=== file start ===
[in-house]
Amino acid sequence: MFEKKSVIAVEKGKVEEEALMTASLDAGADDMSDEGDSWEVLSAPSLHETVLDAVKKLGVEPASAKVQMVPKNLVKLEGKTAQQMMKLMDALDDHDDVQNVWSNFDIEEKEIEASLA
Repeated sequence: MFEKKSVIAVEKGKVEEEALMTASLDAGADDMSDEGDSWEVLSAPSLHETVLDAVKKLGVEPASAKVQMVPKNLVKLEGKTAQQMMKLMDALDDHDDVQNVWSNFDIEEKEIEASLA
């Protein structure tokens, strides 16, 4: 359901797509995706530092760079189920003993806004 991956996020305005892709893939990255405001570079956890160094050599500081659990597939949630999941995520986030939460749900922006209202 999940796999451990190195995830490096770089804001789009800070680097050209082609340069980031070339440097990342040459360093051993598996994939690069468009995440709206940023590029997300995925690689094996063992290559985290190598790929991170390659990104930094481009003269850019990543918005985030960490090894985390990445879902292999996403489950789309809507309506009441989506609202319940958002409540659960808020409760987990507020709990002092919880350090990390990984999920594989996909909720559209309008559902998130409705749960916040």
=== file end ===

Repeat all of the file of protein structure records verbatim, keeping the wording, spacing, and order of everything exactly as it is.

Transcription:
[in-house]
Amino acid sequence: MFEKKSVIAVEKGKVEEEALMTASLDAGADDMSDEGDSWEVLSAPSLHETVLDAVKKLGVEPASAKVQMVPKNLVKLEGKTAQQMMKLMDALDDHDDVQNVWSNFDIEEKEIEASLA
Repeated sequence: MFEKKSVIAVEKGKVEEEALMTASLDAGADDMSDEGDSWEVLSAPSLHETVLDAVKKLGVEPASAKVQMVPKNLVKLEGKTAQQMMKLMDALDDHDDVQNVWSNFDIEEKEIEASLA
């Protein structure tokens, strides 16, 4: 359901797509995706530092760079189920003993806004 991956996020305005892709893939990255405001570079956890160094050599500081659990597939949630999941995520986030939460749900922006209202 999940796999451990190195995830490096770089804001789009800070680097050209082609340069980031070339440097990342040459360093051993598996994939690069468009995440709206940023590029997300995925690689094996063992290559985290190598790929991170390659990104930094481009003269850019990543918005985030960490090894985390990445879902292999996403489950789309809507309506009441989506609202319940958002409540659960808020409760987990507020709990002092919880350090990390990984999920594989996909909720559209309008559902998130409705749960916040």